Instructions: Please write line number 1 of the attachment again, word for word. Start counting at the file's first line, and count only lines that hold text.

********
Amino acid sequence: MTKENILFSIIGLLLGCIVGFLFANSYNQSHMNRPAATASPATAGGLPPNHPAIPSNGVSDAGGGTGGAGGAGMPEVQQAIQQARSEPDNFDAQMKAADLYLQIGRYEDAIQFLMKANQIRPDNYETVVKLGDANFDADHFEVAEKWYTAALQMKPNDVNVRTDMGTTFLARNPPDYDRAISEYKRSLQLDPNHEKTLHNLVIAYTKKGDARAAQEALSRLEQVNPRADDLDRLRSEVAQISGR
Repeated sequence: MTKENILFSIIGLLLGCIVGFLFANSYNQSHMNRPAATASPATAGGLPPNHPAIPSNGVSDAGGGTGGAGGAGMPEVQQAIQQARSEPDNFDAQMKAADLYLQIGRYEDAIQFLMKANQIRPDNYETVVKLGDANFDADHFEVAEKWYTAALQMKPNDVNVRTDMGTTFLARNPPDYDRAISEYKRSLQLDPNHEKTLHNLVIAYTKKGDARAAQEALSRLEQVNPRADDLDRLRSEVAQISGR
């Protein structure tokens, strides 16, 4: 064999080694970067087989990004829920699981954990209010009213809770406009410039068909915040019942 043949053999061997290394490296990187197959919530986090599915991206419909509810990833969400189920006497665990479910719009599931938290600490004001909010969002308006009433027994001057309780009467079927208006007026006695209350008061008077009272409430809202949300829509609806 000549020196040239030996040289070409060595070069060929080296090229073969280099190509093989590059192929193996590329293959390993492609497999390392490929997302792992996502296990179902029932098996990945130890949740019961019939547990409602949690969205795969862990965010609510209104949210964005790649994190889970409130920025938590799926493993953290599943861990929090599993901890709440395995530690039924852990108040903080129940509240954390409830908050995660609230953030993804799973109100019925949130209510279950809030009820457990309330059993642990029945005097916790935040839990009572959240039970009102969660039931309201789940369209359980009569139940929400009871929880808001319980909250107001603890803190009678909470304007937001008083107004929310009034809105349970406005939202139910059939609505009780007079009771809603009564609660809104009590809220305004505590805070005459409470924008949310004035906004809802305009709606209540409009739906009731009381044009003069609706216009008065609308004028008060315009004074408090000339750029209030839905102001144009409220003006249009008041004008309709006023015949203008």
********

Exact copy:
Amino acid sequence: MTKENILFSIIGLLLGCIVGFLFANSYNQSHMNRPAATASPATAGGLPPNHPAIPSNGVSDAGGGTGGAGGAGMPEVQQAIQQARSEPDNFDAQMKAADLYLQIGRYEDAIQFLMKANQIRPDNYETVVKLGDANFDADHFEVAEKWYTAALQMKPNDVNVRTDMGTTFLARNPPDYDRAISEYKRSLQLDPNHEKTLHNLVIAYTKKGDARAAQEALSRLEQVNPRADDLDRLRSEVAQISGR